Mutations of the epidermal growth factor receptor ( EGFR) are used to predict sensitivity of tumor cells to EGFR-tyrosine kinase inhibitors (EGFR-TKI, also called “EGFR inhibitors”), such as Gefitinib and Erlotinib.

EGFR is widely recognized for its importance in cancer. Amplification and mutations have been shown to be driving events in many cancer types. Its role in non-small cell lung cancer (NSCLC), glioblastoma and basal-like breast cancers has spurred many research and drug development efforts. In normal cells, the EGFR is only activated on binding of the cognate ligand to the receptor, however, in tumor cells carrying a mutation in the adenosine triphosphate (ATP)-binding pocket of the kinase domain (exons 18–21) of the EGFR, the receptor is constitutively activated. It has been postulated that these mutations cause structural alterations that destabilize the autoinhibited conformation of the receptor normally assumed in the absence of ligand binding.1)

As a consequence of improper activation, tumor cells acquire a malignant phenotype characterized by abnormal cell survival and proliferation. Tyrosine kinase inhibitors have shown efficacy in EGFR amplfied tumors, most notably Gefitinib and Erlotinib.2)

The later generation TKI's have seen some success in treating these resistant cases, and targeted sequencing of the EGFR locus has become a common practice in treatment of non-small cell lung cancer. Exon sequencing of genomic DNA revealed missense and deletion mutations in the EGFR gene within exons 18 through 21 of the kinase domain.3)

The EGFR mutations show a striking correlation with patient characteristics. Mutations were more frequent in women (20%) than in men (9%), and more frequent in the patients from Japan (26%) than in those from the United States (3%). Notably, the patient characteristics that correlate with the presence of EGFR mutations are those that correlate with clinical response to gefitinib treatment.4)

EGFR mutations, such as the L858R point mutation in exon 21 and the in-frame deletional mutation in exon 19, have been definitively associated with response to EGFR-TKIs.5)

Test Description:

The analysis of common variants in the EGFR gene is detected by automated DNA sequencing. The gene is analyzed by PCR-based double-stranded automated sequencing in the sense and antisense directions. The variations detected are the following:

EGFR Variations
EGFR Exon SNP number Variation
18 rs28929495 G719X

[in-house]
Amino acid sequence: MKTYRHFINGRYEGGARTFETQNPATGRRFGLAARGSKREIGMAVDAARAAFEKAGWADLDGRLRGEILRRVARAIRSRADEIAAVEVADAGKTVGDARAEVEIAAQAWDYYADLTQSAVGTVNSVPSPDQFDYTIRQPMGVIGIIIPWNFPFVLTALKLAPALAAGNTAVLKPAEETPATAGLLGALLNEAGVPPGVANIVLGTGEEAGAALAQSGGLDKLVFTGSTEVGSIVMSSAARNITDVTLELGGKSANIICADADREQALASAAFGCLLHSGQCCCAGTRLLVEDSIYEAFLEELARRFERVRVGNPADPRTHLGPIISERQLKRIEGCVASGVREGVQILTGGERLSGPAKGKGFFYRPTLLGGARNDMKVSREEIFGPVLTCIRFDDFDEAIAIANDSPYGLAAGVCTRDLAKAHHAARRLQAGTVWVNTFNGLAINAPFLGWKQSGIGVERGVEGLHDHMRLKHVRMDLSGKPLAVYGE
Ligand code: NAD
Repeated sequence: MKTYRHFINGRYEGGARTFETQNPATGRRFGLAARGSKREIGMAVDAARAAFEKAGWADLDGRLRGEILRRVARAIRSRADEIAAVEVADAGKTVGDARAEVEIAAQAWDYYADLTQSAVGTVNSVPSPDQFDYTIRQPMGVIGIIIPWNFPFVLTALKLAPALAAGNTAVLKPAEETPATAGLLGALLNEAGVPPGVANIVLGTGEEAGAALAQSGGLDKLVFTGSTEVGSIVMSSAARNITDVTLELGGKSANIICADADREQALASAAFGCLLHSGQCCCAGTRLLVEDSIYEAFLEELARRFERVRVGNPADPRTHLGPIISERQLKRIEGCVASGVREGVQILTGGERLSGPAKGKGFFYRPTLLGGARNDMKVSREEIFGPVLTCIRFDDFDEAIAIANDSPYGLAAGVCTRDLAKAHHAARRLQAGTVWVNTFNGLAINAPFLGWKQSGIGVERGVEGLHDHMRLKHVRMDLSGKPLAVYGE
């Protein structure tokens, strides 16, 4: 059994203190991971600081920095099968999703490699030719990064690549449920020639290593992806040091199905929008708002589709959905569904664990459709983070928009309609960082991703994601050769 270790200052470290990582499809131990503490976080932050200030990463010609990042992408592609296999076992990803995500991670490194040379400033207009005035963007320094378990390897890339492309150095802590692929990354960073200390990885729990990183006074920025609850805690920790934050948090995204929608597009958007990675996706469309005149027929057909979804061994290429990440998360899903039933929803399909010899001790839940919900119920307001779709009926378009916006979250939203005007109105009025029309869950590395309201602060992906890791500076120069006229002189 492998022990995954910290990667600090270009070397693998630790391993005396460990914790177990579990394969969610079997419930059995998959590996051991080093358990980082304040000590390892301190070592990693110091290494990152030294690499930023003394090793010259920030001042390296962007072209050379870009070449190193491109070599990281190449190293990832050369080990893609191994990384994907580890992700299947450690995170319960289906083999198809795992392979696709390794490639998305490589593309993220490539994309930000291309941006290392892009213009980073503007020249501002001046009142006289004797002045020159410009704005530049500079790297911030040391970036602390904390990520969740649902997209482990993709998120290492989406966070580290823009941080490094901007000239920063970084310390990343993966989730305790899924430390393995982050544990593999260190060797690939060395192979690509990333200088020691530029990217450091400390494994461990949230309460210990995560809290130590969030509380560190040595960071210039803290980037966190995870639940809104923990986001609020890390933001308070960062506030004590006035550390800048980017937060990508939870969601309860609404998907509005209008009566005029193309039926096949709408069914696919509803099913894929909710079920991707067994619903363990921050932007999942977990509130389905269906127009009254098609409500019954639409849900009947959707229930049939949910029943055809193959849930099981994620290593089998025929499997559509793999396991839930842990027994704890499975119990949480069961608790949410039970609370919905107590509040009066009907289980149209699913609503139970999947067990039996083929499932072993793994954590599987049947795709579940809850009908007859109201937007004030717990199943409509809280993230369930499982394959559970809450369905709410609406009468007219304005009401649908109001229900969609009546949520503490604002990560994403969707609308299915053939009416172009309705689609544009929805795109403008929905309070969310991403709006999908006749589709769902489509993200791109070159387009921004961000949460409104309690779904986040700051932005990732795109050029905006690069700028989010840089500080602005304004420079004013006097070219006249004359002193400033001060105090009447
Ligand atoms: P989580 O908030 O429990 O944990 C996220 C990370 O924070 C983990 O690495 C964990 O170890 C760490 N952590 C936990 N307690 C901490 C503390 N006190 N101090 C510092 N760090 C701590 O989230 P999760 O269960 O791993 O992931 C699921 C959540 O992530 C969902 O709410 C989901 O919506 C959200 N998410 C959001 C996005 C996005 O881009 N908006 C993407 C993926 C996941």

19 rs121913438 L702_P708delinsS
20 rs121434569 T790M
21 rs121434568 L858R
21 rs121913444 L861Q

Specimen Requirements:

  • Specimen and Volume: Buccal epithelial cells collected on standard cotton tip swabs. Alternative acceptable specimens include 3-5 cc of blood in EDTA or ACD BD Vacutainer tubes guide. Other types of tissue may be accepted (please call 818-789-1033 to verify before sending).
  • Contact your doctor's office or FirmaLab for buccal swab kits. Buccal Swab Kit Instructions
  • Temperature: can be at room temperature the specimen needs to be at the laboratory no more then 72hrs. Do not freeze whole blood.
  • Turn around time: 5-7 days

Specimen Rejection Criteria: Below are general rejection criteria. If the specimen must be rejected based on the following criteria, or specific criteria for the requested test:

  1. The test requisition form has missing information. Requisition must contain the required information including:
    • Requesting party and referring authority, usually a healthcare professional.
    • Patient identifying information - Name or alias if anonymous;
    • Test requested, Clinical indication for testing;
    • Date and time of specimen collection;
    • Type of sample (e.g. whole blood or epithelial cells obtained by buccal swab);
    • All other identifying information (e.g. social security number, telephone number, hospital ID, sex … etc.) is optional, but useful for accurate differentiating between patients with similar names.
  2. Label is unclear;
  3. Blood specimen is from a recipient of bone marrow transplant;
  4. Specimen is inappropriate for test requested;
  5. Blood sample is clotted or hemolyzed;
  6. Incorrect container or Vacutainer used
Zhang, W, Stabile, LP, Keohavong, P et al. Mutation and polymorphism in the EGFR-TK domain associated with lung cancer. J Thorac Oncol. 2006; 1: 635–647.
Kobayashi S, et. al.. EGFR Mutation and Resistance of Non–Small-Cell Lung Cancer to Gefitinib. N Engl J Med 2005; 352:786-792. DOI: 10.1056/NEJMoa044238
Paez G, et. al.. EGFR Mutations in Lung Cancer: Correlation with Clinical Response to Gefitinib Therapy. Science 2004; 304:1497-1500. DOI: 10.1126/science.1099314
Paez G, EGFR Mutations in Lung Cancer: Correlation with Clinical Response to Gefitinib Therapy. Science 2004; 304:1497-1500. DOI: 10.1126/science.1099314
De Pas T, et. al.. Activity of Epidermal Growth Factor Receptor-Tyrosine Kinase Inhibitors in Patients with Non-small Cell Lung Cancer Harboring Rare Epidermal Growth Factor Receptor Mutations. Journal of Thoracic Oncology 2011; 6:1895-1901. DOI:
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